Last thing that I want to talk about here are some actions that you might consider. Okay, so most of this is about going inward, processing your feelings, coming up with better feeling thoughts to kind of practice so you can show up how you want to show up. I wanted to add in something here because it comes up in coaching, particularly if you’ve been in “get my child” mode where you want your kids to clean differently.

What I notice is that the approach that your brain might offer you on default is from a place of control. Like I need to yell at my kids to get them to do a better job. I need to try to control them in the moment because I think that they should be doing things differently and that they should care more about the dishes and the laundry, and they know better. We have all of these thoughts that sound lovely, and yet they create a lot of disconnection.

So instead of have that approach. I wanted to offer you another approach here. When you approach your home as a space to serve your family and you see yourself as one part of that family unit, and you don’t see your family as an extension of you, you can include your family and take actions together that are collaborative. So what does this look like practically? Like, what am I talking about here?

Instead of trying to control your family from that place of they’re an extension of me, and they need to do it my way. My way is the right way. It’s having a more collaborative team approach. This might mean, for example, that you have a family discussion, and you ask for ideas of how everyone can both tidy up as well as live in a way that they are comfortable with.

It will look different for every family, but this could be that you decide during the week Monday through Friday everyone puts things away and kind of cleans up at the end of the day. But on the weekends, you take the two days off. You don’t do any cleaning. No tidying up whatsoever.

Or it may be something different like all the common areas, we clean together and tidy up together, however you want to decide that. But the bedrooms can be kept however you want. So the kids don’t have to clean up their bedrooms. Those are theirs. Or maybe you add in a caveat, except for a once a month clean so that things don’t get really gross.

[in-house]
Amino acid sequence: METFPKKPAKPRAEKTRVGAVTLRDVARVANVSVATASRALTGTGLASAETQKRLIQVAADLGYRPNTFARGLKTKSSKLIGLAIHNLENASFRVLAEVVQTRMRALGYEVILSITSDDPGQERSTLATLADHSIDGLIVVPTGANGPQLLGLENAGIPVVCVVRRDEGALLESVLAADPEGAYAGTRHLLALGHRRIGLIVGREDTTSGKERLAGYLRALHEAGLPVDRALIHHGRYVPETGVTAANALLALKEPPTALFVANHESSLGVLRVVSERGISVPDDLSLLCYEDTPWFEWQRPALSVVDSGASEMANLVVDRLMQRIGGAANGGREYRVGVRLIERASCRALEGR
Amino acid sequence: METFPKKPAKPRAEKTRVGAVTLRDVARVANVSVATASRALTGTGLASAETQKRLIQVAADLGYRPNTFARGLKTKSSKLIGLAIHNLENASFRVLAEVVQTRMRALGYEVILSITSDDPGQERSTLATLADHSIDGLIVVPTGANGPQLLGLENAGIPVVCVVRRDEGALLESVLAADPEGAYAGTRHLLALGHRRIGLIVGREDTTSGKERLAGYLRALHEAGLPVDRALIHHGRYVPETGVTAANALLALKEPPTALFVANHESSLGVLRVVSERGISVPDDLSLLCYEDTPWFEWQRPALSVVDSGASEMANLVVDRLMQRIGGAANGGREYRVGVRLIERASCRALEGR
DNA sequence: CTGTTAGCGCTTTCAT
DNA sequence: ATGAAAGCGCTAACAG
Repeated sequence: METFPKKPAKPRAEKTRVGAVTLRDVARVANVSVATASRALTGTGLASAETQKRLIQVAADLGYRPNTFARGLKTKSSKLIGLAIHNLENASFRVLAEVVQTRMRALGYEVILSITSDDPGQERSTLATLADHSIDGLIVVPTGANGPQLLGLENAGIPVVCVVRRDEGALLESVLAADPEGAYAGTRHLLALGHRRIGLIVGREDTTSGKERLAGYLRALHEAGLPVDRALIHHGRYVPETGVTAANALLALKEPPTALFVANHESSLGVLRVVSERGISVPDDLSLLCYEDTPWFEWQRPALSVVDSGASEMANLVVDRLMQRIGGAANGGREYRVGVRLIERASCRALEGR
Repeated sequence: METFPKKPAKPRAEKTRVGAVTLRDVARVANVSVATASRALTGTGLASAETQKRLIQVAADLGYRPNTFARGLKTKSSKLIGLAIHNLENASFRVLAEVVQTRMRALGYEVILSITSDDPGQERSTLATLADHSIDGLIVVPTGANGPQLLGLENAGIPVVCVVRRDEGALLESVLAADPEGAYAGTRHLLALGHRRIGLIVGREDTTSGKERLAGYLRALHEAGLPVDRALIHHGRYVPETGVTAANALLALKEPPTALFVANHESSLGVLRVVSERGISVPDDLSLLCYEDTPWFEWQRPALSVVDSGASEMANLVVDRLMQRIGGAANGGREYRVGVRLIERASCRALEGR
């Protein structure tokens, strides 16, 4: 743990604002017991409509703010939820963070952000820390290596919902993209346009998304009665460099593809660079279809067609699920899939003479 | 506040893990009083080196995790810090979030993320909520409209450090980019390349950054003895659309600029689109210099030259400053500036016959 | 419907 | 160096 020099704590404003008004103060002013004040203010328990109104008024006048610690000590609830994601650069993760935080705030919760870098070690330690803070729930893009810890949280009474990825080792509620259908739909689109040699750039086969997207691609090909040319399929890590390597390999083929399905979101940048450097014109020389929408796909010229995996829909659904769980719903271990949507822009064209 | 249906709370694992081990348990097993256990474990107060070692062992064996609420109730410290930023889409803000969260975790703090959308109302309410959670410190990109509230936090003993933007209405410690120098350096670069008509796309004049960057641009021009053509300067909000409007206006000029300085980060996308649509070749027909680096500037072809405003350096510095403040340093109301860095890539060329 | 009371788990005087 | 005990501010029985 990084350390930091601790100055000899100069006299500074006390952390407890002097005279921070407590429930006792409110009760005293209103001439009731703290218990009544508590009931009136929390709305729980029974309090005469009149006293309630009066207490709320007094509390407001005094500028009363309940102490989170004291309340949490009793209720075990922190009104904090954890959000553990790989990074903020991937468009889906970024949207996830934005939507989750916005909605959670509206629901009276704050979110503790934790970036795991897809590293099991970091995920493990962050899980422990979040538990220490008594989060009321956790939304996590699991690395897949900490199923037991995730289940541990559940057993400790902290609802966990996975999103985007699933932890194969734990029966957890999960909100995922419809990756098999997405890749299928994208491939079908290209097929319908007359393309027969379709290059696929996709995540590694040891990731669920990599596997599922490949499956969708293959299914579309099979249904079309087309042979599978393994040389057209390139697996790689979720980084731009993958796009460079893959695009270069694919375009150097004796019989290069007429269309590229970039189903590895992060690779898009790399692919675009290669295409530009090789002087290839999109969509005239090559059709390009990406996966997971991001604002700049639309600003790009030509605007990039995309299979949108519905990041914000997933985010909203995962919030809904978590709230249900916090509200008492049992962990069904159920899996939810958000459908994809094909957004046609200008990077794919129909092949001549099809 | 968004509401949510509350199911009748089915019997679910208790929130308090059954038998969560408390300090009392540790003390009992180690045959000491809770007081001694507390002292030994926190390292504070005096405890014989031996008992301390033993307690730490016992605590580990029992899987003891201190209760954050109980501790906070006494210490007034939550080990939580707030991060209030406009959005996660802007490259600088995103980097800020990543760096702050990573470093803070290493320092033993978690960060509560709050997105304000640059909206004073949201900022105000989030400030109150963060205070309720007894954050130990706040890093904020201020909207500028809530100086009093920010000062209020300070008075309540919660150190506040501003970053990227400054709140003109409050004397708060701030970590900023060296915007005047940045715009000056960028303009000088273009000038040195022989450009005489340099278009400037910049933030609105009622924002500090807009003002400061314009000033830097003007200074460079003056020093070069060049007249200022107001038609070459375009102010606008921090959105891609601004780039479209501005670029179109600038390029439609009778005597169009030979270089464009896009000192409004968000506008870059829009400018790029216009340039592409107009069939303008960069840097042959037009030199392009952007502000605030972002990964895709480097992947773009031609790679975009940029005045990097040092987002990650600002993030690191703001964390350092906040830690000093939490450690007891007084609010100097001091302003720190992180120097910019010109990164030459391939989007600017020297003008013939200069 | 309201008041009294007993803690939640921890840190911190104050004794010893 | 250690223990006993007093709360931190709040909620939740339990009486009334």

These are just kind of different ideas to get your brain spinning about what this might look like. The key is not so much the actions as it is I wanted to give you an example of what it might look like. Your kids, depending on their ages, but if they’re old enough, they will have good ideas. If you come from a place of respect and collaboration. Like we’re on the same team. I’m noticing that I’m doing more cleaning than I want to do, or that we’re not cleaning in a way that works as a family system. Like let’s sit down together and brainstorm ideas.

Maybe you try one way for a month. Then you say okay let’s meet again and evaluate how that went. It doesn’t have to be this let’s make this one decision, and this is how we’re going to do it forever. It’s something that really is collaborative.

The biggest takeaway, I think, with this approach is that everyone is important and valuable in the home. You’re not making the cleanliness or the organization of your home mean something about you, mean something about your worth, mean something about your role if you are the one who primarily takes care of the home.

Instead, you can kind of turn it on its head and make it mean that when your home is “messy” or when there are things all over the floor, that’s actually a sign that you’re doing a really good job because it means that you have a family who is comfortable at home, and you are all living a very full life.

So lots of reframes today. If you want the process to declutter, come join me inside Grow You. We are going to be really editing down our lives this month in a way that opens up and leaves space for the rest of the year and all of the goodness that we want to bring into our lives. All right my friends, I will talk with you next week. Take care.

If you loved this podcast I invite you to check out Grow You my mindfulness community for moms where we do the inner work together. Head on over to nataliebacon.com/coaching to learn more.